All foreign students who register are automatically accepted into the Foreign Health Insurance Plan. Through Newfoundland’s Medical Care Plan (MCP), international students who have been enrolled in full-time studies for at least a year are eligible for free basic health coverage. If the MCP is not an option for you, you must acquire private health insurance. MCP only offers minimal coverage, so all overseas students are advised to look into additional health insurance options.

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Northwest Territories

Northwest Territories Health Care (NWTHC) accepts applications for health insurance from international students who intend to study in the Northwest Territories for a period longer than a year. International students are urged to research the extended health coverage offered by private providers since NWTHC only provides a limited amount of free healthcare.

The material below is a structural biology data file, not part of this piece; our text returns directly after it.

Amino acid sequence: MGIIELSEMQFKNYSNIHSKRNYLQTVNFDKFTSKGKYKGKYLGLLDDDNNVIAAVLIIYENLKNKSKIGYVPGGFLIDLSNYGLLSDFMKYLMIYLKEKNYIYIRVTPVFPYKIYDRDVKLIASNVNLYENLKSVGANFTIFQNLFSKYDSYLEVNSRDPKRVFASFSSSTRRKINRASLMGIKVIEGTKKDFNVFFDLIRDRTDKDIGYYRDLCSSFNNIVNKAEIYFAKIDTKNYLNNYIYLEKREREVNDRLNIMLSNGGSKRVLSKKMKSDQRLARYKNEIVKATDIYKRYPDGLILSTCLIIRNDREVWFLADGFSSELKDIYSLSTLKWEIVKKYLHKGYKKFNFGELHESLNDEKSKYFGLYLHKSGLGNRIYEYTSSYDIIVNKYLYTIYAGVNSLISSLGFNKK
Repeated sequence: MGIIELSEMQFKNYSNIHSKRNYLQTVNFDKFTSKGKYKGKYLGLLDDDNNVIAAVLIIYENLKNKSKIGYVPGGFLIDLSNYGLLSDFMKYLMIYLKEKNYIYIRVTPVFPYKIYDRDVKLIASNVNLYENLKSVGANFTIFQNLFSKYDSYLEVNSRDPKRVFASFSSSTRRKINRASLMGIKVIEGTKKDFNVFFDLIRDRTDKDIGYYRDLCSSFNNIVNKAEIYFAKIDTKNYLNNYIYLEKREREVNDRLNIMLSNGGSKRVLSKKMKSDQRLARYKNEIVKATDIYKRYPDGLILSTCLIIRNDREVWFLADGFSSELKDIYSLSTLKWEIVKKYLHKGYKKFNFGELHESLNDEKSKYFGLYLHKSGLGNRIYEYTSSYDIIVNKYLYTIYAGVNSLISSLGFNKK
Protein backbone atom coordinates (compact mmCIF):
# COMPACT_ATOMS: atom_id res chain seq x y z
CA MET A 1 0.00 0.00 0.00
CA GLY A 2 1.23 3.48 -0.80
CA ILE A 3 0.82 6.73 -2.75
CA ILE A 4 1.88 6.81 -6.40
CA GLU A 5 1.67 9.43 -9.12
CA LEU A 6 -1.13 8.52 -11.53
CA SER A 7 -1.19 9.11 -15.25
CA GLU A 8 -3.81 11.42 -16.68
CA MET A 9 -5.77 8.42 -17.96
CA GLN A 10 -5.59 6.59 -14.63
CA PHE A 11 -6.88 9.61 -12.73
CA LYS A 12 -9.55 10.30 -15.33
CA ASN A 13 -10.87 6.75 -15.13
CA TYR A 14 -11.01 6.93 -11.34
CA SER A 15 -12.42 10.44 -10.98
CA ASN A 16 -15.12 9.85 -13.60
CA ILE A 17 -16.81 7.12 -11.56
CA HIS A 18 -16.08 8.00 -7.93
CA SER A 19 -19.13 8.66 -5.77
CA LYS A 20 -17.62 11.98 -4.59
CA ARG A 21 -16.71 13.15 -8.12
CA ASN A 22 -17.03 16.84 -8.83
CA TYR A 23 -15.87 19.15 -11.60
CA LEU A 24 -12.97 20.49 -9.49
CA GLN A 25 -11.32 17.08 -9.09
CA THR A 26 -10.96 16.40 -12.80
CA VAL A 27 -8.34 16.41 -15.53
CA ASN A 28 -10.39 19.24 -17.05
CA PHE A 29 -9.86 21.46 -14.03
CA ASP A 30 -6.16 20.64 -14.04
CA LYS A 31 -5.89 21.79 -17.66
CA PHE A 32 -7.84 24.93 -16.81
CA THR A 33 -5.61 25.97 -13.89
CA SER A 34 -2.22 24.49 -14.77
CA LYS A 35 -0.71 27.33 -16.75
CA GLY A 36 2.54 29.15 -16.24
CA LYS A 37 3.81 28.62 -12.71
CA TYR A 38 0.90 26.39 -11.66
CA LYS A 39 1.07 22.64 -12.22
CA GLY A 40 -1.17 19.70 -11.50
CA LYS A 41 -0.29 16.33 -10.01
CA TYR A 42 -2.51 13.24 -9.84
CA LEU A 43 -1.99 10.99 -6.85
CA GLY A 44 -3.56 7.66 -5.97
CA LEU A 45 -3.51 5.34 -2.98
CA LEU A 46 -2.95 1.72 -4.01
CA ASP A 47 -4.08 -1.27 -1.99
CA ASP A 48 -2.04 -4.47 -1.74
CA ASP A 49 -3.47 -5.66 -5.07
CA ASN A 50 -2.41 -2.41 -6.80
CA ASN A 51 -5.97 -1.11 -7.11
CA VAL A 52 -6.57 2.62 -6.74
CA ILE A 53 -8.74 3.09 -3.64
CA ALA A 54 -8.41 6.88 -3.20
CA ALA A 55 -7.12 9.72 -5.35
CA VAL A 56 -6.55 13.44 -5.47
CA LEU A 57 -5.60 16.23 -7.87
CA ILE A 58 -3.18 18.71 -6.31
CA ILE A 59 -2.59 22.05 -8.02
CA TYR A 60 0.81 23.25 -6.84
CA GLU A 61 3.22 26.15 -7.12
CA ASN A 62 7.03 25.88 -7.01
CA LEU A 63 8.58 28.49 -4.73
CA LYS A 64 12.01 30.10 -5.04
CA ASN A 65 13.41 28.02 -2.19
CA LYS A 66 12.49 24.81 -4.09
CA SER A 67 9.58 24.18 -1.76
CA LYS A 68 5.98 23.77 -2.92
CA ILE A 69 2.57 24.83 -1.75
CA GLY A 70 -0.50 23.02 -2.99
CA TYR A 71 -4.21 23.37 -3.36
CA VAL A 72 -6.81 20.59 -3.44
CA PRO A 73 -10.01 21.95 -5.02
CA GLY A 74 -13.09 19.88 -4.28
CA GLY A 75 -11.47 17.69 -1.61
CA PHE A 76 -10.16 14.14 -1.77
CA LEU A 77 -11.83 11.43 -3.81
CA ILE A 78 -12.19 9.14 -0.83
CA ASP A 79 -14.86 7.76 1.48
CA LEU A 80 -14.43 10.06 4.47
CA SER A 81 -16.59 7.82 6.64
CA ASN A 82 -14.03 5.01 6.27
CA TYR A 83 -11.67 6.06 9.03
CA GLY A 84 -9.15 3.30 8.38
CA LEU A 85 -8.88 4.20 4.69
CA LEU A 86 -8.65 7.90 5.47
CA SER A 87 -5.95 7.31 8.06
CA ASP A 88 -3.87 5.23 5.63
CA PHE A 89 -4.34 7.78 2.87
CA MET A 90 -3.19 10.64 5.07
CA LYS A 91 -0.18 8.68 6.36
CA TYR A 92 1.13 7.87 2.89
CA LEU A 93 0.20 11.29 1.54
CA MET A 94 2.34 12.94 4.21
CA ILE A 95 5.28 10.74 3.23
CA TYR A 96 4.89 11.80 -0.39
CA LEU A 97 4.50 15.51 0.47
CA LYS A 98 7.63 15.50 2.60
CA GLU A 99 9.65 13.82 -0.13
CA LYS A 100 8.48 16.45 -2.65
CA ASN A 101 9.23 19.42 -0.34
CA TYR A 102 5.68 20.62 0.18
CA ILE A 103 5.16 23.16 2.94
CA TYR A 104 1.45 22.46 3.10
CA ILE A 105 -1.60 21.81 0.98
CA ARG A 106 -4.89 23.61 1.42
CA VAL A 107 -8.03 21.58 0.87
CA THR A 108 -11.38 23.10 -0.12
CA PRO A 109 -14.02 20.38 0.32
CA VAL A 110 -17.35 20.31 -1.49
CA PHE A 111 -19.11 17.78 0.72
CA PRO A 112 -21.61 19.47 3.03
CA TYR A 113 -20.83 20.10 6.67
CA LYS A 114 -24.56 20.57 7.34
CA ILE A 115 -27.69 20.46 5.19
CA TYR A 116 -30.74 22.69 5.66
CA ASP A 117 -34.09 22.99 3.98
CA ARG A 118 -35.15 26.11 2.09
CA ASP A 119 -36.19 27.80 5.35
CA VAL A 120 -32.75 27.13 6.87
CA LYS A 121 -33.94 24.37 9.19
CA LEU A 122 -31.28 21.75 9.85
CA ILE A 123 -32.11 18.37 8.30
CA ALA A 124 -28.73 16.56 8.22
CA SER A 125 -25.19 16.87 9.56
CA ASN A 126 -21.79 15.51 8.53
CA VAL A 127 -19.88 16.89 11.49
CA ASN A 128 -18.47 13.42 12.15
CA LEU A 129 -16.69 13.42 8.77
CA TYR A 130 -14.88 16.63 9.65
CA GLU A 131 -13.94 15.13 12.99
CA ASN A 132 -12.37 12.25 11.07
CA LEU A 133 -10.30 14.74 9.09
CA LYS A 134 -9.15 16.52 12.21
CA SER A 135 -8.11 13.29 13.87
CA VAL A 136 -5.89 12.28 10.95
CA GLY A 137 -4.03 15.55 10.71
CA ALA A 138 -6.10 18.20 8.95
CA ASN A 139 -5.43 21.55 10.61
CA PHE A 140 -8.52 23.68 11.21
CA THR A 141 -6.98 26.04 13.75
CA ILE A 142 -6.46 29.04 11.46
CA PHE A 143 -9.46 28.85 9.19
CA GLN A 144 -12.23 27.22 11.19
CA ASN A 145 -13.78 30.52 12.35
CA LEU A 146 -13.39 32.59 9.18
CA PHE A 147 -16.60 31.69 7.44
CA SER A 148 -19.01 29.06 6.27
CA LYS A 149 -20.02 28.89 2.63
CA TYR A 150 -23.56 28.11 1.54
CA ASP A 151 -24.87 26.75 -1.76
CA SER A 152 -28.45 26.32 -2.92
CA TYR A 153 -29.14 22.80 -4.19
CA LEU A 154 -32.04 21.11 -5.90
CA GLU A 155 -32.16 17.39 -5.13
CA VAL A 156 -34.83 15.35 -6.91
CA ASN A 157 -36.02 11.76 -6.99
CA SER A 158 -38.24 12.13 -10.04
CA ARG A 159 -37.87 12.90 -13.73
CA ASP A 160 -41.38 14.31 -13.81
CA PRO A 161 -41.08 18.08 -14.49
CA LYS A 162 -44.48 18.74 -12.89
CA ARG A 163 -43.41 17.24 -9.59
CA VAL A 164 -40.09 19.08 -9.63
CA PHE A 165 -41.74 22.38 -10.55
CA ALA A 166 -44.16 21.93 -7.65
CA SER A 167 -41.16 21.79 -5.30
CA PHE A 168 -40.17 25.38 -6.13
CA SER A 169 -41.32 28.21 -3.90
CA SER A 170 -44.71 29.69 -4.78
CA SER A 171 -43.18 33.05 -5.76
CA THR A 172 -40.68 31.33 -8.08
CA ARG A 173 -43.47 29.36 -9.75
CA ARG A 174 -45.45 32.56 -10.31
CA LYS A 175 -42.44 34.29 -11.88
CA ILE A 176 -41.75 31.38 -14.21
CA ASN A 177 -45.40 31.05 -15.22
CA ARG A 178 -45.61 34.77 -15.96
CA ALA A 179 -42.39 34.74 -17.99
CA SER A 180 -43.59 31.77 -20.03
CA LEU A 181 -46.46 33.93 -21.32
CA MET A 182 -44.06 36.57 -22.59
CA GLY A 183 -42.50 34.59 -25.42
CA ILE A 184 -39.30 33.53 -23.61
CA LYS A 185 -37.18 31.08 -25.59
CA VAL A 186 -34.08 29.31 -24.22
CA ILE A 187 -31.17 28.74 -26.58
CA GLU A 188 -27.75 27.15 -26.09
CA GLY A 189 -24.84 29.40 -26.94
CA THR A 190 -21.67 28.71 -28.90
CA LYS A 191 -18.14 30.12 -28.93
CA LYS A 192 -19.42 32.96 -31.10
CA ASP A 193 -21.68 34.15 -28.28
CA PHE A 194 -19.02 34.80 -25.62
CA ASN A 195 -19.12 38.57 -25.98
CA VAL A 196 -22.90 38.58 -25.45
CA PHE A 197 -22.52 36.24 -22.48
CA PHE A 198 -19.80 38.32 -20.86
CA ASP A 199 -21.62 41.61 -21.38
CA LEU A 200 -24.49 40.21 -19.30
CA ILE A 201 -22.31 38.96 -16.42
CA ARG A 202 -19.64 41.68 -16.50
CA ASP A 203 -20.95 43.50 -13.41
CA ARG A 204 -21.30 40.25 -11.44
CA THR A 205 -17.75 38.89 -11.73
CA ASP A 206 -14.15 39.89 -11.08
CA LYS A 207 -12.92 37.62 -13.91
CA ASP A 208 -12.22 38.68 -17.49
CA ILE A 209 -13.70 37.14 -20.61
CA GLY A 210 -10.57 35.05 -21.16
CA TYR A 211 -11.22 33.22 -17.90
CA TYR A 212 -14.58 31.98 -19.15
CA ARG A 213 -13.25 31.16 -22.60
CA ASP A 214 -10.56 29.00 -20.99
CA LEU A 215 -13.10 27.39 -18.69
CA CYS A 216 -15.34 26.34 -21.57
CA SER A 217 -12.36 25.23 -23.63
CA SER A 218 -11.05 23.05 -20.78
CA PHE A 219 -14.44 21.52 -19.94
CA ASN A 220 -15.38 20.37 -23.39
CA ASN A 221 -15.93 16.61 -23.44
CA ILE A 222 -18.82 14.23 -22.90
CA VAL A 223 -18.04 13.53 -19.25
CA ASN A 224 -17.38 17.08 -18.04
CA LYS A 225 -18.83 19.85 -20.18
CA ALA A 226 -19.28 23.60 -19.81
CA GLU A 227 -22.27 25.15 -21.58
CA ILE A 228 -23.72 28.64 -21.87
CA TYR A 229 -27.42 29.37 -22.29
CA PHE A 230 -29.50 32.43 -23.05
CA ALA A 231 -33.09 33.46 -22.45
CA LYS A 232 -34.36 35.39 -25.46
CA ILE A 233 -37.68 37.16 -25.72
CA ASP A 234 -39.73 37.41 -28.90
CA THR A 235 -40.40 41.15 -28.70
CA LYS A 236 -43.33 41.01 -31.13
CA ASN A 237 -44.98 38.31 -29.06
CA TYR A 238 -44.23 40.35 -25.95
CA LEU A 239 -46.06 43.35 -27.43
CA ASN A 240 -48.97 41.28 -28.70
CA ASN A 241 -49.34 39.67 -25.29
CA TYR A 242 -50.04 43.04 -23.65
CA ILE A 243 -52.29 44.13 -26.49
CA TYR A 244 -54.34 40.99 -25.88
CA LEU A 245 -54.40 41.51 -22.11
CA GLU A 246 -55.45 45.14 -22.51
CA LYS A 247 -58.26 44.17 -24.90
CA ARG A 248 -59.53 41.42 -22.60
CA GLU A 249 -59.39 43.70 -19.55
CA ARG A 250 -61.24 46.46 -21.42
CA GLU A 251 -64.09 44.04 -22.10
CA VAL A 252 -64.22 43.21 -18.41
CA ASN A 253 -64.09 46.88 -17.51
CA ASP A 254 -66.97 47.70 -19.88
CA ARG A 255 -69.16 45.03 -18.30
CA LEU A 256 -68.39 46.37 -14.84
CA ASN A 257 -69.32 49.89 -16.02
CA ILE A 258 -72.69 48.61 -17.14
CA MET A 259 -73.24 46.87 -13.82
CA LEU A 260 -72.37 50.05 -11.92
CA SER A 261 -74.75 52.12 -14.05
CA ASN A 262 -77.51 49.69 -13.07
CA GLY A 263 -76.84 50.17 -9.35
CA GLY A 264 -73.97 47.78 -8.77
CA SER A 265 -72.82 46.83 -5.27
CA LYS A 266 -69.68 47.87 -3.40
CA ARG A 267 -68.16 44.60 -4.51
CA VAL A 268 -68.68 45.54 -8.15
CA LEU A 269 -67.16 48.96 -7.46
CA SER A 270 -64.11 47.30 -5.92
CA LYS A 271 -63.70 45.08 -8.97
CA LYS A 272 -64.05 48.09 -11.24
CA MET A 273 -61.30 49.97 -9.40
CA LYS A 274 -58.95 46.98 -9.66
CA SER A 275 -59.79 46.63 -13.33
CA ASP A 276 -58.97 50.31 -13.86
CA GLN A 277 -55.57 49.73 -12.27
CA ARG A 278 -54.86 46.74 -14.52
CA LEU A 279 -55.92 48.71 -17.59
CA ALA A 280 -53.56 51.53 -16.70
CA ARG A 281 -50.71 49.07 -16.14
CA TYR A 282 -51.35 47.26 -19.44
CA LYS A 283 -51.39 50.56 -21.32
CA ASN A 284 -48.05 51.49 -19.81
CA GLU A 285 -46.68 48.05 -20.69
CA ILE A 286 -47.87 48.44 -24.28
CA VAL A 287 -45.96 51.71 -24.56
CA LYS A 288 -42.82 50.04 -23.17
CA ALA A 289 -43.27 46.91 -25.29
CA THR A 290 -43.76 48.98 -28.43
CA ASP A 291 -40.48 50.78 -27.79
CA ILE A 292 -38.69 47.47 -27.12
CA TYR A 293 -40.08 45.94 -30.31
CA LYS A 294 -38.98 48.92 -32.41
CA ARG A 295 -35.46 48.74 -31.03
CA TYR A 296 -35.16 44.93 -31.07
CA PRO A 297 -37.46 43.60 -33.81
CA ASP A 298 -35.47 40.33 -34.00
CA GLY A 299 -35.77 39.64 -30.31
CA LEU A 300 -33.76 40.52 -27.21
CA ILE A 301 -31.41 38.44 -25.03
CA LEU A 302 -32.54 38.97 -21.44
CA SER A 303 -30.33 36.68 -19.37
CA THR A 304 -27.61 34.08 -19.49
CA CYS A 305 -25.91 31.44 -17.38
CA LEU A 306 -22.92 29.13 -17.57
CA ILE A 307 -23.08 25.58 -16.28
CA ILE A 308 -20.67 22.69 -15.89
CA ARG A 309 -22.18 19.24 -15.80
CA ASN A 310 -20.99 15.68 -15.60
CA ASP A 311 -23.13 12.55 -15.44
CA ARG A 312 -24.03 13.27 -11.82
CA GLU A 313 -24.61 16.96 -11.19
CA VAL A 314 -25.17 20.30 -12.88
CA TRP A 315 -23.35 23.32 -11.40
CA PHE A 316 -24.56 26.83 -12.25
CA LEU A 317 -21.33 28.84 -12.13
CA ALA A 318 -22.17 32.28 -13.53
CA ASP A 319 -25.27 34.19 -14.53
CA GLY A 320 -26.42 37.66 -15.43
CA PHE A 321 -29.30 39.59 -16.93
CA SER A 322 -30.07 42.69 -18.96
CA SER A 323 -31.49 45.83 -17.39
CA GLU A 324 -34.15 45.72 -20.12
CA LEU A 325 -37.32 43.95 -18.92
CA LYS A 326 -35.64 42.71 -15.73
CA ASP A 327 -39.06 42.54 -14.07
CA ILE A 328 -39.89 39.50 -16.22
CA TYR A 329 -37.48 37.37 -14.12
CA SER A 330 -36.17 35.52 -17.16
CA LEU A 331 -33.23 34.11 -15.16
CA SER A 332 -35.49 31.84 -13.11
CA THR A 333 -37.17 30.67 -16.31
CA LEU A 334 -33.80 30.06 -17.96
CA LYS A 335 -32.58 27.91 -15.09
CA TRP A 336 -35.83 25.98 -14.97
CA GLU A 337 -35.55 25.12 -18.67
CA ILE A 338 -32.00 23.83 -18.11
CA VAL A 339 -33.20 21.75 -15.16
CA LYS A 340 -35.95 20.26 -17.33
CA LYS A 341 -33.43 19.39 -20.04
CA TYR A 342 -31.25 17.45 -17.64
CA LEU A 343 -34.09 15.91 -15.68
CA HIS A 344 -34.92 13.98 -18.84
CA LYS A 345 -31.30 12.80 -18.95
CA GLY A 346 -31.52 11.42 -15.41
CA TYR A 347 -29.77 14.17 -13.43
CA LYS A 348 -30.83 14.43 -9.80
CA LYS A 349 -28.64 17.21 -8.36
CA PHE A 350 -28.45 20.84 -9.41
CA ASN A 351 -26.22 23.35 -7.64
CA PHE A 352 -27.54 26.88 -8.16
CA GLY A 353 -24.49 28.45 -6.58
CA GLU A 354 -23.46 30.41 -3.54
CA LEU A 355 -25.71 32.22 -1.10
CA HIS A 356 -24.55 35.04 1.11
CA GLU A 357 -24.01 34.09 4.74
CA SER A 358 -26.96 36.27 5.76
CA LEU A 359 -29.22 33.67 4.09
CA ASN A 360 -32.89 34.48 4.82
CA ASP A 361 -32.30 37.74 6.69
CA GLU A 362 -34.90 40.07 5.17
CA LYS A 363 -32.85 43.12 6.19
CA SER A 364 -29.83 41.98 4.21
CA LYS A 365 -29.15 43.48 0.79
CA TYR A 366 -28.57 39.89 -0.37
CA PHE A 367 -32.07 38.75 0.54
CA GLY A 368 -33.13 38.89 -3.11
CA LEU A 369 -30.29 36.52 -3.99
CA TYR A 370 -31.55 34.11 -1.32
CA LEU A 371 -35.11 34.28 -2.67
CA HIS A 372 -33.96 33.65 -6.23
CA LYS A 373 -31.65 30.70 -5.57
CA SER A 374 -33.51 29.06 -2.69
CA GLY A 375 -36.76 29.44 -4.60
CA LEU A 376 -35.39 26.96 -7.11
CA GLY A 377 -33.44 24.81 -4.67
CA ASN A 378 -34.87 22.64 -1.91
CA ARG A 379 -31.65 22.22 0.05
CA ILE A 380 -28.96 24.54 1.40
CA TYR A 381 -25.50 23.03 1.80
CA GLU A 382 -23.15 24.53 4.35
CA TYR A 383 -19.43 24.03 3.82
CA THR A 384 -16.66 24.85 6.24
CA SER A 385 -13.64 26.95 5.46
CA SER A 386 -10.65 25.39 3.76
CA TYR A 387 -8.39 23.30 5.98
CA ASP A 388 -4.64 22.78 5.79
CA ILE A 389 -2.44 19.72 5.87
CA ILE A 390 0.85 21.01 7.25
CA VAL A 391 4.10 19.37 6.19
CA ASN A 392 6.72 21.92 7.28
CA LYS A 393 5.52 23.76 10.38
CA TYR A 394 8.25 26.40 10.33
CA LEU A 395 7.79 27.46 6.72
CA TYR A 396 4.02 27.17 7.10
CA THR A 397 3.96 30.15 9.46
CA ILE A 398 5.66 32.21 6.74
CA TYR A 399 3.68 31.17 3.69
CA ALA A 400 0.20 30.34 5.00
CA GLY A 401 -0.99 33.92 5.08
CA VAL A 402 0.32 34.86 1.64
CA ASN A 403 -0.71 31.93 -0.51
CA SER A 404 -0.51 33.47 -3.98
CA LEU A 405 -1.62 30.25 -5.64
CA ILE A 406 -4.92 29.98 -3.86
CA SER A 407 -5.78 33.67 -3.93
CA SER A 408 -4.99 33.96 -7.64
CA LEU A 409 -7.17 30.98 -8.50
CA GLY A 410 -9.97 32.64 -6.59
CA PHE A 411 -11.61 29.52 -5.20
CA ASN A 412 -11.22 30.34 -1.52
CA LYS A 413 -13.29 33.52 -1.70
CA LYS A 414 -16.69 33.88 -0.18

Nova Scotia

Since international students are not automatically qualified for the provincial health care program in Nova Scotia (NS), you must acquire health insurance. Your institution might provide health insurance policies and perhaps demand that you sign up for them. After a year of residence in Nova Scotia, overseas students are eligible for public health insurance.

After the first year, you might be eligible to apply for a Nova Scotia Health Card, which supplies free basic coverage through Medical Services Insurance (MSI). Once you’re eligible for an NS Health Card, your academic institution may allow you to opt out of their plan.


There are no designated learning institutions (DLIs) in Nunavut, making it impossible for foreign students to enroll.